The University of Michigan recently reported that teens with eating disorders were twice as likely to be hospitalized as teens without EDs. For example, in the first 12 months of the COVID-19 outbreak, 125 eating disorders-related hospitalizations of young persons with EDs aged 10 to 23 were reported by the University of Michigan health system. In comparison, 56 teens without EDs were hospitalized within the same time. The highest rates of admissions occurred between 9 and 12 months after the start of the pandemic, and rates were still climbing when the study ended in March this year.
Author Dr. Alana Otto, an adolescent medicine specialist at the University of Michigan C.S. Mott Children’s Hospital, noted that the higher rate of admissions emphasized “how profoundly the pandemic has affected young people,” due to school closures, canceled extracurricular activities, and, importantly, the effects of social isolation. She added, “For adolescents with eating disorders and those at risk for eating disorders, these significant disruptions may have worsened or triggered symptoms.”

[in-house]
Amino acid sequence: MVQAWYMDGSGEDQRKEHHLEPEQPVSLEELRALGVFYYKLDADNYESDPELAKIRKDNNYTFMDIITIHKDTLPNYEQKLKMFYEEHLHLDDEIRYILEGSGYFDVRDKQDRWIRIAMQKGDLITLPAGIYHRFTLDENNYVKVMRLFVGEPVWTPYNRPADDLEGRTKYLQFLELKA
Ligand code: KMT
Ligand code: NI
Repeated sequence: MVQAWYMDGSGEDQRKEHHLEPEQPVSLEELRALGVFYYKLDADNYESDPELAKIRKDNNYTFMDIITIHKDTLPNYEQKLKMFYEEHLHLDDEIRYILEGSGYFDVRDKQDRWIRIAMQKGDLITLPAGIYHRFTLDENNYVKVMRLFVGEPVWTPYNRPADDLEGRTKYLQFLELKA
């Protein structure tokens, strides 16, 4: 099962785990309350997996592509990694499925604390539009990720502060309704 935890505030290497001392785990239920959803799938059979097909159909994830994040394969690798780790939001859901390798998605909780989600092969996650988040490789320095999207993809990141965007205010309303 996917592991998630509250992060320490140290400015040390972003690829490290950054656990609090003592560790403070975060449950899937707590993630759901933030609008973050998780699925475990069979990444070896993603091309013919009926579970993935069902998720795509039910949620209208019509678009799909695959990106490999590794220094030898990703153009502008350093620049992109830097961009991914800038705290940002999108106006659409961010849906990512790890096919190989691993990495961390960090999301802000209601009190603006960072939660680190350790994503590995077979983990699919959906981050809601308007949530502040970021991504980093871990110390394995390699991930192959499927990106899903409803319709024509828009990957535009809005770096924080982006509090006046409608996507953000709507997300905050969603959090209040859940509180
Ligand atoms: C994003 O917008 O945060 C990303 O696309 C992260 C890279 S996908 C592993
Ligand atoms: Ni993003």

The Michigan study may represent only a fraction of the young persons with EDs affected by the pandemic because only young people with severe illness from eating disorders were included in the study. Dr. Otto underscored the importance of stressful events, which may lead to development of symptoms in a young person already at risk for an ED, adding that the absence of routine, disruptions of daily activities, and a sense of loss of control were all important contributing factors. She added, “When everything is out of control, the one thing they feel they can control is their eating.”